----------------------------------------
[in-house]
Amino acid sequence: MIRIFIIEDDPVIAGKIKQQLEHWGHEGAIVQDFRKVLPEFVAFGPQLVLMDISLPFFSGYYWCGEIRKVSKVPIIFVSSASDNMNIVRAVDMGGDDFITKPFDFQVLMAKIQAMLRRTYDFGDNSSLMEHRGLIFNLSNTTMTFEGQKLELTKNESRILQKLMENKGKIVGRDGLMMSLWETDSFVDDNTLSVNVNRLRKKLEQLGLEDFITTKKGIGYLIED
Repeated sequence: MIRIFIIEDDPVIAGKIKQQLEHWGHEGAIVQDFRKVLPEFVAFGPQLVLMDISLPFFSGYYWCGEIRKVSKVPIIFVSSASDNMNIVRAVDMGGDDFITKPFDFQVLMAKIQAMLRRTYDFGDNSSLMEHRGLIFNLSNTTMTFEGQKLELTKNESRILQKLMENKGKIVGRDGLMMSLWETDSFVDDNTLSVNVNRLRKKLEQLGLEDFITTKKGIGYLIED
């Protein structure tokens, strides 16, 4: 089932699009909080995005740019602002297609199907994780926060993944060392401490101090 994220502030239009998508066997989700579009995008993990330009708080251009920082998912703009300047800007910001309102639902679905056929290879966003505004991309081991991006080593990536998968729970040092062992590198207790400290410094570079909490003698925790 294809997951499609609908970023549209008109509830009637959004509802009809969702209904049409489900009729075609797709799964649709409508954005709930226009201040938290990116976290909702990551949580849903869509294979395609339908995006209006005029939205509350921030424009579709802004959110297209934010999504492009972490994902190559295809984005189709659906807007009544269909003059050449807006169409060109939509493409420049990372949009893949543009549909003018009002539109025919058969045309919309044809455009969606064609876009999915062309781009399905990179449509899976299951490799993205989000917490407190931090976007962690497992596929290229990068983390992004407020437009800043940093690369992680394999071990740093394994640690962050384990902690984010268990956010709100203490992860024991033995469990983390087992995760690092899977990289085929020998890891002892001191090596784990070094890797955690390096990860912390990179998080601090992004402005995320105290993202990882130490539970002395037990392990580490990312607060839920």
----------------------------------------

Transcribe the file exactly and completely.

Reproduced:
[in-house]
Amino acid sequence: MIRIFIIEDDPVIAGKIKQQLEHWGHEGAIVQDFRKVLPEFVAFGPQLVLMDISLPFFSGYYWCGEIRKVSKVPIIFVSSASDNMNIVRAVDMGGDDFITKPFDFQVLMAKIQAMLRRTYDFGDNSSLMEHRGLIFNLSNTTMTFEGQKLELTKNESRILQKLMENKGKIVGRDGLMMSLWETDSFVDDNTLSVNVNRLRKKLEQLGLEDFITTKKGIGYLIED
Repeated sequence: MIRIFIIEDDPVIAGKIKQQLEHWGHEGAIVQDFRKVLPEFVAFGPQLVLMDISLPFFSGYYWCGEIRKVSKVPIIFVSSASDNMNIVRAVDMGGDDFITKPFDFQVLMAKIQAMLRRTYDFGDNSSLMEHRGLIFNLSNTTMTFEGQKLELTKNESRILQKLMENKGKIVGRDGLMMSLWETDSFVDDNTLSVNVNRLRKKLEQLGLEDFITTKKGIGYLIED
């Protein structure tokens, strides 16, 4: 089932699009909080995005740019602002297609199907994780926060993944060392401490101090 994220502030239009998508066997989700579009995008993990330009708080251009920082998912703009300047800007910001309102639902679905056929290879966003505004991309081991991006080593990536998968729970040092062992590198207790400290410094570079909490003698925790 294809997951499609609908970023549209008109509830009637959004509802009809969702209904049409489900009729075609797709799964649709409508954005709930226009201040938290990116976290909702990551949580849903869509294979395609339908995006209006005029939205509350921030424009579709802004959110297209934010999504492009972490994902190559295809984005189709659906807007009544269909003059050449807006169409060109939509493409420049990372949009893949543009549909003018009002539109025919058969045309919309044809455009969606064609876009999915062309781009399905990179449509899976299951490799993205989000917490407190931090976007962690497992596929290229990068983390992004407020437009800043940093690369992680394999071990740093394994640690962050384990902690984010268990956010709100203490992860024991033995469990983390087992995760690092899977990289085929020998890891002892001191090596784990070094890797955690390096990860912390990179998080601090992004402005995320105290993202990882130490539970002395037990392990580490990312607060839920």